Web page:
But the main courses proved to be the weakest part of the menu. Only one -- the roasted rack of lamb with basil-infused crust, at $34 -- pleased all our (admittedly carnivorous) palates -- the lamb full of flavor but not gamy, and cooked precisely as specified. We dutifully ordered the vegetable Napoleon (the cheapest entrée on the menu at $24) so as not to shortchange our vegetarian readers, and while there were things to like about it, particularly the garnish of fresh figs that kept it awake, it was just a plateful of vegetables -- carrots, asparagus, several different roots -- in no particular arrangement. And though they were fresh and tasty, all of us would have preferred them to have been cooked a little longer, though we recognized that the crunch in the carrots was a purposeful choice by the chef, not a miscalculation. The pan-roasted halibut (a pricey $32) similarly suffered from uninspired presentation -- asparagus, carrots, cauliflower purée and a nicely browned, moist piece of fish sharing the plate like neighbors who are not quite friends. Finally, we opted for a piece of Scandinavian whimsy: "Veal Oscar" ($36), named for King Oscar II of Sweden, a 19th-century ruler who apparently enjoyed surf and turf. In The Living Room's interpretation, a tender, flavorful piece of sauteéd veal shared space with a shelled lobster claw and a smattering of sauce Bearnaise. Traditionally, it's made with flecks of crabmeat, which might have promoted better integration of the meat and seafood; as it was (here we go again), the ingredients, though individually delicious and well-prepared, didn't really meld into a coherent whole. Maybe we'd all have been happier with the special of pan-seared diver sea scallops, or the Flat Iron steak (that's from the steer's shoulder, also known as Top Blade, which, along with hangar and skirt steaks, is vying these days with the Porterhouse and shell cuts so beloved by steak-house frequenters), at $38.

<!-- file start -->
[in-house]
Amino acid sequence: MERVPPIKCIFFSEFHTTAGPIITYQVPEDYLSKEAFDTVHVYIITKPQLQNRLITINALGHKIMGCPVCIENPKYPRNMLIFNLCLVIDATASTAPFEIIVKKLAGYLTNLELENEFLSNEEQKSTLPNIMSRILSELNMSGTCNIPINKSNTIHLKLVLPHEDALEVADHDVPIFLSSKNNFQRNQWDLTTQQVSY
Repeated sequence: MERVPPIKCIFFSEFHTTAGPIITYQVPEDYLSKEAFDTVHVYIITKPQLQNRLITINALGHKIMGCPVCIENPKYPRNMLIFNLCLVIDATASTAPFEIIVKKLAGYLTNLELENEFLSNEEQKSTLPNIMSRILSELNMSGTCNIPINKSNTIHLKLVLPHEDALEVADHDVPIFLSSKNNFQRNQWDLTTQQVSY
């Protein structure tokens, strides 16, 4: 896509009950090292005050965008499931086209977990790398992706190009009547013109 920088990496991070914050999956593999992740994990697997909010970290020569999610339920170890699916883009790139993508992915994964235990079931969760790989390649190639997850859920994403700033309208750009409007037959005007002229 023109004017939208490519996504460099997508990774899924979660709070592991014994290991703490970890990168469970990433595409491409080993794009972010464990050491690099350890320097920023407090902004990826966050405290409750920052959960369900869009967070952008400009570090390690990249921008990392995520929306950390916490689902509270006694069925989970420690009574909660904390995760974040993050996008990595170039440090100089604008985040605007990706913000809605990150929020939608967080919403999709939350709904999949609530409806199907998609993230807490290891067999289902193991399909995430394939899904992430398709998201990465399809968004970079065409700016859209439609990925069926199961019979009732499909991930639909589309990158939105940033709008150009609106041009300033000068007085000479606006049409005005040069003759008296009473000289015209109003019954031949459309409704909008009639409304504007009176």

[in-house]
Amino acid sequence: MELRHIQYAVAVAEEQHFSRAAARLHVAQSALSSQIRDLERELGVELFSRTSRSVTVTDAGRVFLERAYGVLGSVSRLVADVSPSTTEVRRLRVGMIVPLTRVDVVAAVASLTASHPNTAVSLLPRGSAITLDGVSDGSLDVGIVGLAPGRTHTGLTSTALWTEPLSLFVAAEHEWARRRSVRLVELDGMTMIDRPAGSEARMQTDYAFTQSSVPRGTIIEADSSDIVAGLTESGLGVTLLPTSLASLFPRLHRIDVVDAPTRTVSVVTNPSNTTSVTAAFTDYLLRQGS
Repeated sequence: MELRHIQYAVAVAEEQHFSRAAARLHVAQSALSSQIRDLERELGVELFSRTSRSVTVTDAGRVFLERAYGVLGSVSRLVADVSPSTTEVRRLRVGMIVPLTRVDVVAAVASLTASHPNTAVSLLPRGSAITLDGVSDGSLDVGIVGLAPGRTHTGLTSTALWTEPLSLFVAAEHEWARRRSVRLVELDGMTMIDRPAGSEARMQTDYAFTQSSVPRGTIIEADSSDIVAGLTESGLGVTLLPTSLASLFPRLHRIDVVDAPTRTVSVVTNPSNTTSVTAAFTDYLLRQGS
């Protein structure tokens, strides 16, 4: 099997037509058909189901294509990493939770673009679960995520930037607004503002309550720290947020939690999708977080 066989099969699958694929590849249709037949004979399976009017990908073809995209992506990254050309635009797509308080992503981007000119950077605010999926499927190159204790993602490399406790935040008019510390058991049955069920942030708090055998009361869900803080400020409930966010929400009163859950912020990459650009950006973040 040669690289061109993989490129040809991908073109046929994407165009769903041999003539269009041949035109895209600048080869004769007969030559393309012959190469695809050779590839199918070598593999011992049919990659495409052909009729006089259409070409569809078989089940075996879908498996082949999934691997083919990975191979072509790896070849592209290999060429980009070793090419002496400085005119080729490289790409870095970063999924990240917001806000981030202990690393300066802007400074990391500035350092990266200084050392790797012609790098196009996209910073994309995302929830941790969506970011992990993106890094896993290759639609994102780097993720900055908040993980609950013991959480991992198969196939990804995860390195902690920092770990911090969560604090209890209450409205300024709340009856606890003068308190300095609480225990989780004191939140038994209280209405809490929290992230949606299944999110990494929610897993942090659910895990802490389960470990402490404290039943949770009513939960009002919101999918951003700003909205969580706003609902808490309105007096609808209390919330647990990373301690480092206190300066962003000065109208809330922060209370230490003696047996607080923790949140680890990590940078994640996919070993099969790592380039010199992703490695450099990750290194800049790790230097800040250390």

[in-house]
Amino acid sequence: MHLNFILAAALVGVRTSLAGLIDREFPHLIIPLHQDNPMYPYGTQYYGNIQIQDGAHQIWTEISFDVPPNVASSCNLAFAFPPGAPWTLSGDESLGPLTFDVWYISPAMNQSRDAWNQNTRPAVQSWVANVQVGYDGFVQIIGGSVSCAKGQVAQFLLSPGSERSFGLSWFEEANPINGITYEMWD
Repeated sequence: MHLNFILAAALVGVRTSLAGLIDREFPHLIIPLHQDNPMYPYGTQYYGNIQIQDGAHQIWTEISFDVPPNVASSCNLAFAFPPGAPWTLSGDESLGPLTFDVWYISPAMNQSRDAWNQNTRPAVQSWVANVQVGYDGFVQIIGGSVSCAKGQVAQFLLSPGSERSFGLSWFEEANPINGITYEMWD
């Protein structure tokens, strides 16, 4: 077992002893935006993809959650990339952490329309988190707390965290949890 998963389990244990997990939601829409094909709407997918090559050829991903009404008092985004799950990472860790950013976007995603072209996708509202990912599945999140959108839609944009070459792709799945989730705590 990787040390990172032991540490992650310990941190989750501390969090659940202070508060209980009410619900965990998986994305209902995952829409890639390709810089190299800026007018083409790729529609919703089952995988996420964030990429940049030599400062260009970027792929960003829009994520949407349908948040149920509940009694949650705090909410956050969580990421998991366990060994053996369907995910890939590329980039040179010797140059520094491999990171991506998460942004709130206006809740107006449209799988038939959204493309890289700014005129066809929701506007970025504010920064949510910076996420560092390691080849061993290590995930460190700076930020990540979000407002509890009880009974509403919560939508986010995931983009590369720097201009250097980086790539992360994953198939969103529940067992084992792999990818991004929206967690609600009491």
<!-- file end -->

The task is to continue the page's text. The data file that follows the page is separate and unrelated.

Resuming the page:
At this point, we were neither unhappy nor thrilled, but the best was yet to come. Laura Donnelly, the Star's main reviewer and food columnist, doubles as The Living Room's pastry chef, and she's an inspired baker. Out came her creations, one better than the next -- the Catapano Farm sweet goat cheese tart (not too sweet, nor too tart); the Chocolate Trio (chocolate hazelnut tart, mocha mousse and chocolate mandarin sorbet, a dissertation on the variety of chocolate's tastes and textures), a raspberry and peach crisp with ginger streusal and homemade ice cream that left us gasping with delight. We also ordered a selection of ice creams and sorbets and wished we hadn't, not because they weren't excellent (the Mandarin orange sorbet piercingly flavorful), but because it meant foregoing the warm lemon pudding cake with blueberry compote. The ice creams are $6; the other desserts $9 and worth it.